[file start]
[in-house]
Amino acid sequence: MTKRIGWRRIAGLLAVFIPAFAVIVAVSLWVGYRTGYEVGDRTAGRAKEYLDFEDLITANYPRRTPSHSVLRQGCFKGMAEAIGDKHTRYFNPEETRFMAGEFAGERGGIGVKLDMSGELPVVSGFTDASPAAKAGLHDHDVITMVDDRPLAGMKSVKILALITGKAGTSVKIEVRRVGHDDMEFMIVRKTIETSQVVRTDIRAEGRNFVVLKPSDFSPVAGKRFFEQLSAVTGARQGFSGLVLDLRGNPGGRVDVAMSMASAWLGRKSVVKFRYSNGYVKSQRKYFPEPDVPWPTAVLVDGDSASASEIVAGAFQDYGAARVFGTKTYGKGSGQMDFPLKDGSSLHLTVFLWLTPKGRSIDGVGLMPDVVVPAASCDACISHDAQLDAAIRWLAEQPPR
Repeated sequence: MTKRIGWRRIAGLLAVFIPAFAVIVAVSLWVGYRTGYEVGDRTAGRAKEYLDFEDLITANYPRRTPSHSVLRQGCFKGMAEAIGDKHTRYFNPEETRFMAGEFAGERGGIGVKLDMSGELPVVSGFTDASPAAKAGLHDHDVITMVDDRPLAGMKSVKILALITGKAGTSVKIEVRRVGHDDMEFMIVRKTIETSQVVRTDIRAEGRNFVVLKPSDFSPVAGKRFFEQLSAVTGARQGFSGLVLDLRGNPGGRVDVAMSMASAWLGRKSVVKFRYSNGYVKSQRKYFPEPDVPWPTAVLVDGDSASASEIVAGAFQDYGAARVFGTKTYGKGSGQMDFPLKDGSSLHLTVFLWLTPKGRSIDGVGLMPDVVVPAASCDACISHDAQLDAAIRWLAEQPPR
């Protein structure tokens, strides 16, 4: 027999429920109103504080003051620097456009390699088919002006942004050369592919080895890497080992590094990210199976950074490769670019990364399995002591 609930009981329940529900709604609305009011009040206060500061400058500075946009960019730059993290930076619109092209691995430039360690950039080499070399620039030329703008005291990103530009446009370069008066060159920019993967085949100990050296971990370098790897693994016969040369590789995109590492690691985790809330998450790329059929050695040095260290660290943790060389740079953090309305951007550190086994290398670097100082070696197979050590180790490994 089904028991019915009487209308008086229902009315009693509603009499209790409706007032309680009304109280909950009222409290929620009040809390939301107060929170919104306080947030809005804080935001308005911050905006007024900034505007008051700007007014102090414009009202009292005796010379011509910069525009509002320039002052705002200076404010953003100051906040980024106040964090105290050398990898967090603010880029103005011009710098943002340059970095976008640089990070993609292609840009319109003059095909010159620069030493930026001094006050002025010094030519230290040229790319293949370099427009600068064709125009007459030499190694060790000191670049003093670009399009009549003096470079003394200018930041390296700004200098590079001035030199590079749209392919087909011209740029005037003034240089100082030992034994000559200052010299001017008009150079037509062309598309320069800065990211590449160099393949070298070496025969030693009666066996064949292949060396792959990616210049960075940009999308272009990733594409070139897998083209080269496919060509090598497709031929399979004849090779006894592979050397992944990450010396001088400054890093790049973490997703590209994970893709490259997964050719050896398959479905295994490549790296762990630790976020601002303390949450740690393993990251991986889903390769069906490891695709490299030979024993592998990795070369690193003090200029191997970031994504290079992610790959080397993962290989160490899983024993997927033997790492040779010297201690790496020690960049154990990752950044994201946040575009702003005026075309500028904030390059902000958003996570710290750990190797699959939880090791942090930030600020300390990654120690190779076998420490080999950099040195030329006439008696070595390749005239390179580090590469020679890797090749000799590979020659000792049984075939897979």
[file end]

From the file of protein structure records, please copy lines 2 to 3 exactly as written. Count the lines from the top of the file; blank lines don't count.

Amino acid sequence: MTKRIGWRRIAGLLAVFIPAFAVIVAVSLWVGYRTGYEVGDRTAGRAKEYLDFEDLITANYPRRTPSHSVLRQGCFKGMAEAIGDKHTRYFNPEETRFMAGEFAGERGGIGVKLDMSGELPVVSGFTDASPAAKAGLHDHDVITMVDDRPLAGMKSVKILALITGKAGTSVKIEVRRVGHDDMEFMIVRKTIETSQVVRTDIRAEGRNFVVLKPSDFSPVAGKRFFEQLSAVTGARQGFSGLVLDLRGNPGGRVDVAMSMASAWLGRKSVVKFRYSNGYVKSQRKYFPEPDVPWPTAVLVDGDSASASEIVAGAFQDYGAARVFGTKTYGKGSGQMDFPLKDGSSLHLTVFLWLTPKGRSIDGVGLMPDVVVPAASCDACISHDAQLDAAIRWLAEQPPR
Repeated sequence: MTKRIGWRRIAGLLAVFIPAFAVIVAVSLWVGYRTGYEVGDRTAGRAKEYLDFEDLITANYPRRTPSHSVLRQGCFKGMAEAIGDKHTRYFNPEETRFMAGEFAGERGGIGVKLDMSGELPVVSGFTDASPAAKAGLHDHDVITMVDDRPLAGMKSVKILALITGKAGTSVKIEVRRVGHDDMEFMIVRKTIETSQVVRTDIRAEGRNFVVLKPSDFSPVAGKRFFEQLSAVTGARQGFSGLVLDLRGNPGGRVDVAMSMASAWLGRKSVVKFRYSNGYVKSQRKYFPEPDVPWPTAVLVDGDSASASEIVAGAFQDYGAARVFGTKTYGKGSGQMDFPLKDGSSLHLTVFLWLTPKGRSIDGVGLMPDVVVPAASCDACISHDAQLDAAIRWLAEQPPR